The proposal for a chamber of experts is not elitism. You don’t look at your surgeon’s post-nominals and reject him/her on the grounds of elitism — rather, you are pleased that she is well qualified. We need at least some people in the legislative process who know what they are talking about: these people make the over-arching decisions that influence all our lives, in some cases quite profoundly. Most members of the commons got where they are by standing for the right party in the right place at the right time — period.


Those who do not remember the past are condemned to repeat it. — George Santayana

Experience is valuable — a fact that has been recognised by many civilisations throughout history. A Senate should live up to it’s name and be a house of elders; those with experience.

We, the people, need a second chamber that is informed by education and experience to protect us from a commons that is often biased by ignorance and short-termism.


The irrational idea that there can be nothing but democracy is like a religion: there is only the one true way and anything else is spawn of the Devil.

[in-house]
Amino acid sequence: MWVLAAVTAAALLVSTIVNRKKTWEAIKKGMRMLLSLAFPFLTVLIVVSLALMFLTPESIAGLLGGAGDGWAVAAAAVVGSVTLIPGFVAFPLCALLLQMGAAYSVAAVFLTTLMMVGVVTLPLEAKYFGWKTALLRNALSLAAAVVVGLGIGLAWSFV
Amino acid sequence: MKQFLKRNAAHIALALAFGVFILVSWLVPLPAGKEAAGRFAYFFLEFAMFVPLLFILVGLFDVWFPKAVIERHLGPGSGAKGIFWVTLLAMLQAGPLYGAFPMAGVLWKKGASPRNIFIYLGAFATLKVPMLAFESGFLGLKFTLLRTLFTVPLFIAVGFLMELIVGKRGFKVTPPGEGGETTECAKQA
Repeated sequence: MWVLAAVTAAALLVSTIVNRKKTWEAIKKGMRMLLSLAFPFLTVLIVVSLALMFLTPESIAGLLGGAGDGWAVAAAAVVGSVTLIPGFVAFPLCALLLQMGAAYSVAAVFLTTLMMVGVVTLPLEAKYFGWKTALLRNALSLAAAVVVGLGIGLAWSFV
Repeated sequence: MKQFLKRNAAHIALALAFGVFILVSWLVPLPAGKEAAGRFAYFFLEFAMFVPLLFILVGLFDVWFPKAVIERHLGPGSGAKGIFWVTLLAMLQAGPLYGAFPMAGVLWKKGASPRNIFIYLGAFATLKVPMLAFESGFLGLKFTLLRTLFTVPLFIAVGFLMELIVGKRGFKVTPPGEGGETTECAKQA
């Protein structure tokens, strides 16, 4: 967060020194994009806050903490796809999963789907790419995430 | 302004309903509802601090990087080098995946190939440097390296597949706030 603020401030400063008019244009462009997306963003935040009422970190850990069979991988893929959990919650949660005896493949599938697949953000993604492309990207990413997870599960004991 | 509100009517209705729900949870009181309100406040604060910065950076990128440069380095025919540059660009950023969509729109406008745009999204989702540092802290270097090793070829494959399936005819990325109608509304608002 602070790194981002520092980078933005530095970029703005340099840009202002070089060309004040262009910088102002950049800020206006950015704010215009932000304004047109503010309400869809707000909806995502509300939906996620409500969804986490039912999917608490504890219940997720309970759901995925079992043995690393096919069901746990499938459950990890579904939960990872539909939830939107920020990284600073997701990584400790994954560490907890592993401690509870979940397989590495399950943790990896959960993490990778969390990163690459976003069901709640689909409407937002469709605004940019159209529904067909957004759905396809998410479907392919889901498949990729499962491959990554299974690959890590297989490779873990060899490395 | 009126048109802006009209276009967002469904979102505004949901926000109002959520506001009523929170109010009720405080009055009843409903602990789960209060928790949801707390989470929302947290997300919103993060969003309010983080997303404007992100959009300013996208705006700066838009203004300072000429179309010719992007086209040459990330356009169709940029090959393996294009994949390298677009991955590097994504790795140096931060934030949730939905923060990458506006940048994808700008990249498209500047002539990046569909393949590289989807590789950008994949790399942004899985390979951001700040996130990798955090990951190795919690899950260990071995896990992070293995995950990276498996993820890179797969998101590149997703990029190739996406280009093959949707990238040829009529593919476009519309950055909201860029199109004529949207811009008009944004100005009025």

The argument for an appointed Senate is not an argument against democracy — just as an argument in favour of a diet rich in vitamins and minerals is not an argument against protein — it is an argument for balance.

Democracy is necessary for a well-functioning society, but it is not sufficient.

Revisory AND Advisory

Members of the Commons do have advisers. But they are free to ignore them, completely if they so choose. A Senate of experts would be advisory as well as revisory. MPs would not be able to ignore them, and the electorate would have the opportunity to hear the expert advice, putting them in a much stronger position to lobby their MPs.

The Proposal

A house of independent Senators, to replace the House of Lords, consisting of former MPs (chosen from those who have served the longest) plus the most senior fellows of Chartered Institutions, and similar learned bodies, all appointed by a commission.